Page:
Familial Mediterranean Fever


Also found in: Dictionary, Thesaurus, Medical, Legal, Acronyms, Wikipedia.

familial Mediterranean fever

[fə′mil·yəl ¦med·ə·tə¦rā·nē·ən ¦ fē·vər]
(medicine)
A hereditary disease of unknown cause characterized by recurrent fever, abdominal and chest pain, arthralgia, and rash, sometimes terminating in renal failure. Abbreviated FMF. Also known as familial recurring polyserositis; periodic disease; periodic peritonitis.

Familial Mediterranean Fever

 

(also benign paroxysmal peritonitis), a recurring, superficial aseptic inflammation of the serous membranes of the pleural part of the peritoneum, accompanied by heavy exudation. In most cases, the. disease arises before the age of 30. It is assumed to be a hereditary, recessive disturbance of metabolism that is probably autosomal; although men are affected more often than women, no sex-linkage has been shown. Other types of disturbances, including diencephalic and endocrine, are possibly involved.

The clinical picture of familial Mediterranean fever can take four forms. The abdominal form entails symptoms of acute abdomen, as a result of which almost half the patients with this form must undergo surgery. The thoracic form proceeds with a picture of dry or exudative pleuritis and with exudation inside the sinuses. The articular form resembles arthralgia or arthritis that affects one or more joints, and the remaining form is pseudomalarial.

Characteristic of all forms of familial Mediterranean fever are the chronic, recurring course and the serious condition during attacks that alternates with a sensation of complete health during the remissions of various duration. The attacks are typical and differ from each other only in severity and duration. They usually last from one to four days and leave no observable anatomical changes. All cases show similar nonspecific shifts in laboratory-test parameters, and the possibility of developing amyloidosis arises with 30–43 percent of patients. The amyloidosis leads to renal insufficiency and is associated neither with the frequency or character of the attacks nor with the duration of the disease. Treatment has little effect on the course of familial Mediterranean fever.

REFERENCES

Oganesov, L. A., and V. M. Avakian. “Riad sluchaev neizvestnoi infektsionnoi bolezni.” Sovetskaia meditsina, 1938, no. 16, pp. 9–12.
Vinogradova, O. M. Periodicheskaia bolezn’. Moscow, 1973.
Siegal, S. “Benign Paroxysmal Peritonitis.” Annals of Internal Medicine, 1945, vol. 23, no. 1, pp. 1–21.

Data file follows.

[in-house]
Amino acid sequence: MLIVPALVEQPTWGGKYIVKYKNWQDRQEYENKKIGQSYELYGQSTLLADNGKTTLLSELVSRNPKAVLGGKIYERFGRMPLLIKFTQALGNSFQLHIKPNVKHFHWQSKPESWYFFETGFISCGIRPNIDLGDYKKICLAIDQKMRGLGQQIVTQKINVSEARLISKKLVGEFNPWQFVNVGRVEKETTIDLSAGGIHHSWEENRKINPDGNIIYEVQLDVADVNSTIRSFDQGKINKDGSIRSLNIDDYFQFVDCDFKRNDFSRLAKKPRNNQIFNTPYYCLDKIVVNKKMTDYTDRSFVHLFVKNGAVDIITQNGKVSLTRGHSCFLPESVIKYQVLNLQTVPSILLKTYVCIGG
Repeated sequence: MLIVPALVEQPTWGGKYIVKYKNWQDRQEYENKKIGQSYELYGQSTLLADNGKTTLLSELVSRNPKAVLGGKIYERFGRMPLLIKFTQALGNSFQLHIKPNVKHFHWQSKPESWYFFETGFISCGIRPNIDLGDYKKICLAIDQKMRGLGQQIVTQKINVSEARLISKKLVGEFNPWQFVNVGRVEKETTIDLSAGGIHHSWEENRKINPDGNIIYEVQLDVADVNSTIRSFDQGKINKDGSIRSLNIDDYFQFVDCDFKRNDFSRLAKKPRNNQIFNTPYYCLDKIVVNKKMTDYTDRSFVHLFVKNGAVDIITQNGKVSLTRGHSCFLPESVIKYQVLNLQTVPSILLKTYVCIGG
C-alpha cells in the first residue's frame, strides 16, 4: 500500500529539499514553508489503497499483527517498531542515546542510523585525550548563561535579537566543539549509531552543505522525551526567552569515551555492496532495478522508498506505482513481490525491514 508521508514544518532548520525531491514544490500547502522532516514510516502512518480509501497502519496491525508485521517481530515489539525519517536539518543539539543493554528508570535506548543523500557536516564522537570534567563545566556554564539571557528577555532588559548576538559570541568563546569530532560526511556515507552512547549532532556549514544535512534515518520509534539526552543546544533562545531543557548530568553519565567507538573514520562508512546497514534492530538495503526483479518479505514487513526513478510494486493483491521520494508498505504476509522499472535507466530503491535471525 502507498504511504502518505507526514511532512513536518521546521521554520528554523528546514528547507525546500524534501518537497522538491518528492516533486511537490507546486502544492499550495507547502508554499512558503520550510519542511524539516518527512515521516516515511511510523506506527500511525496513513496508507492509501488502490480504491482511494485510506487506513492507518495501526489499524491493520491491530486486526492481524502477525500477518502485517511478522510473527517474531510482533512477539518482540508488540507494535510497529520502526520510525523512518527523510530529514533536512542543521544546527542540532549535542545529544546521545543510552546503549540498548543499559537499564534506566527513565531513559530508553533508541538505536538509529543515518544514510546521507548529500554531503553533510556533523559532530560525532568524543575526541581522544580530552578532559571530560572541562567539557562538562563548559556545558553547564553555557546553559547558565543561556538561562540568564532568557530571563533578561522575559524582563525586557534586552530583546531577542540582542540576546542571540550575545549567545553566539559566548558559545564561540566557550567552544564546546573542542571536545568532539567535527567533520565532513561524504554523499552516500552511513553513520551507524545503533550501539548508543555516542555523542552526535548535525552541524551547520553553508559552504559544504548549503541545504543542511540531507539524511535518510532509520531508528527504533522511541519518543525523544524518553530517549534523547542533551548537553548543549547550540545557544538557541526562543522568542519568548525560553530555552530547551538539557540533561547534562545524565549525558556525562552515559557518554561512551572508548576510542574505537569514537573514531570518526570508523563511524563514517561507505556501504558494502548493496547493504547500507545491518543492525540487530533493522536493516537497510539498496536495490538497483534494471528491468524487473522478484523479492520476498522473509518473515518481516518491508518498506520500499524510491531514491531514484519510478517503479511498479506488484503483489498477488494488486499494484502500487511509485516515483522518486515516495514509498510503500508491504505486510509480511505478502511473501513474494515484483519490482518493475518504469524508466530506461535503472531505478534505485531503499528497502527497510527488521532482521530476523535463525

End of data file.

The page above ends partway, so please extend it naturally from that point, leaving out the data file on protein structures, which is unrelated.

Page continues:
Siegal, S. “Benign Paroxysmal Peritonitis—Second Series.” Gastroenterology, 1949, vol. 12, no. 2. pp. 234–47.

O. M. VINOGRADOVA

References in periodicals archive ?
Colchicine treatment in conception and pregnancy: two hundred thirty-one pregnancies in patients with familial Mediterranean fever.
Familial mediterranean fever as an emerging clinical model of atherogenesis associated with low-grade inflammation.
The frequency of sacroiliitis in familial Mediterranean fever and the role of HLA-B27 and MEFV mutations in the development of sacroiliitis.
Bone mineral density in patients with familial Mediterranean fever.
Familial Mediterranean fever in Crete: a genetic and structural biological approach in a population of intermediate risk.
Table 1: Immunoglobulin light chain levels in patients with juvenile idiopathic arthritis, familial mediterranean fever and in healthy controls and their comparison with each other (Data are given as median (range); p < 0.
2,3) Ethnicity (regions where familial Mediterranean fever is prevalent), chronic inflammations, infections (such as tuberculosis), rheumatic diseases, and obstructive lung disease were important etiologic factors in our study.
The situation started last summer when the Food and Drug Administration approved URL's colchicine (Colcrys) for gout and familial Mediterranean fever.
The spectrum of MEFV clinical presentations--is it familial Mediterranean fever only?
Several rheumatologic pathologies have been reported to coexist with OPK, such as rheumatoid arthritis, lupus erythematosus, reactive arthritis, ankylosing spondylitis and familial Mediterranean fever (13,18-23) but these were not seen in our patient.

Full browser ?